THE Catholic Church in Scotland believes that there is a ‘very real danger’ that holding Catholic beliefs could become a ‘hate crime’ in Scotland, and that it had been targeted in an anti-bigotry campaign launched last year by the Scottish Government.
According to The Scottish Catholic Observer, this fear was expressed in the Church’s submission to a Scottish Government consultation on hate crime legislation.
In its response, the Church stressed that freedom of belief and religion must be upheld.
Suppressing this freedom will create divisions and foster grievances across society. There is a climate of heightened sensitivity in the present culture and there is a very real danger that expressing or even holding individual or collective opinions or beliefs will become a hate crime.
As an example, it said that:
Some people might suggest that expressing the Catholic Church’s position on marriage or human sexuality could be an attempt to stir up hatred. This would obviously be wrong. There must be room for robust debate and exchange of views. Otherwise we become an intolerant, illiberal society.
Last year, the Scottish government launched a controversial “Dear Bigots” campaign that was seen to be targeting people of faith. The One Scotland campaign saw posters addressed to “bigots, disablists, homophobes, racists, and transphobes” placed across the country. A video was also produced.
A spokesman for the Catholic Church said at the time that the campaign:
Suggested that religious hate crimes are perpetrated by religious believers, but there is no evidence to suggest this is the case.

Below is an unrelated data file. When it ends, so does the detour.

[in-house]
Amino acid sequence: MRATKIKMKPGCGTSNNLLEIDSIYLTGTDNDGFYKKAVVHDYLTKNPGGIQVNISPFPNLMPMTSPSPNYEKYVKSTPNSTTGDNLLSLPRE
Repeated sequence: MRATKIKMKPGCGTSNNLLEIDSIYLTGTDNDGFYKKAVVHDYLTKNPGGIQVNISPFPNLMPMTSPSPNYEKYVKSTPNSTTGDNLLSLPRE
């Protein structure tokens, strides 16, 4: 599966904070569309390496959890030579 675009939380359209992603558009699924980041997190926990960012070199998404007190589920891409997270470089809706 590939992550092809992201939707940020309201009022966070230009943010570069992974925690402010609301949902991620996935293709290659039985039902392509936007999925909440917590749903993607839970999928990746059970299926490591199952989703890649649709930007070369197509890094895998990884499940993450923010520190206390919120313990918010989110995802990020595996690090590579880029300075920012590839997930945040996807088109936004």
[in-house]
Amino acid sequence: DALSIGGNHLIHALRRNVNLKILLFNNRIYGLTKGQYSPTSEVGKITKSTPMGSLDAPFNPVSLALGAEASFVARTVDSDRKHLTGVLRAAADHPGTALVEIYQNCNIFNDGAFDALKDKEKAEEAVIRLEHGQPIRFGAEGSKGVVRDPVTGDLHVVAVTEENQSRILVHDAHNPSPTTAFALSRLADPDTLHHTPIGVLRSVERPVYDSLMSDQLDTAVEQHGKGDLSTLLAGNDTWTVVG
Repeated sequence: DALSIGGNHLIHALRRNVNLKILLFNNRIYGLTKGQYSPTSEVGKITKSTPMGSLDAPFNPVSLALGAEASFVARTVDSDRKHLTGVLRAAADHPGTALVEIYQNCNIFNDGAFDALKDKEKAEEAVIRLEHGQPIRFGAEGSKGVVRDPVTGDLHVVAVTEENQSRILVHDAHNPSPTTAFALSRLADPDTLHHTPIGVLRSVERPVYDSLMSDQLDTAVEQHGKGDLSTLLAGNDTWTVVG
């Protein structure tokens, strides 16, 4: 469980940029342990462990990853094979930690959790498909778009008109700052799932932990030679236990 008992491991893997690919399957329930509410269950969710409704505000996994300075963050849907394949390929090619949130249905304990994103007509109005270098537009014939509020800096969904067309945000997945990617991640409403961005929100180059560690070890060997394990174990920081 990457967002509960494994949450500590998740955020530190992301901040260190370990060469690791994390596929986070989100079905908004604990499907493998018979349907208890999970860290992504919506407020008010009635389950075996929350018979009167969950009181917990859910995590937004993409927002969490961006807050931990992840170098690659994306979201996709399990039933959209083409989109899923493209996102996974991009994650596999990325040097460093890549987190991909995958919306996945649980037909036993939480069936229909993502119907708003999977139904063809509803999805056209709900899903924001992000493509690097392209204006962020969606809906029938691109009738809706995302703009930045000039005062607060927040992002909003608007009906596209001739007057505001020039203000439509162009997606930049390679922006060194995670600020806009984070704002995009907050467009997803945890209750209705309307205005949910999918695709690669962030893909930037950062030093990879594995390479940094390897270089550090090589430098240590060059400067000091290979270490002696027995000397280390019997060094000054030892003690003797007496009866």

The Christian aid agency Barnabas Fund said the campaign risked “stirring up” religious prejudice and that it was “anti-Christian”. It was particularly incensed that posters used in the campaign bore the logo of Police Scotland. It made an official complaint to the police, who were put in the position of having to investigate themselves. But the investigation concluded that the posters were not intended to be prejudicial to any group, adding that no further action would be taken.
The Barnabas Fund said it was:
Disappointed that it took over 56 days for Police Scotland to respond to our complaint and an additional complaint to the Chief Constable was needed before a response was finally given. The response also failed to address the substance of our complaint, including the potential breach of international human rights by state advocacy of hostility against a religious group.
Documents released under the Freedom of Information Act last week revealed that the Scottish Government had received scores of complaints about the campaign.
In letters to complainers and to MSPs and government ministers who received complaints from constituents, Communities and Local Government Secretary Aileen Campbell said the campaign was “absolutely not intended to target those of faith” and she apologised if it “appeared to some” that it did.
She said there were no plans to repeat the “Dear Bigots” campaign in the future.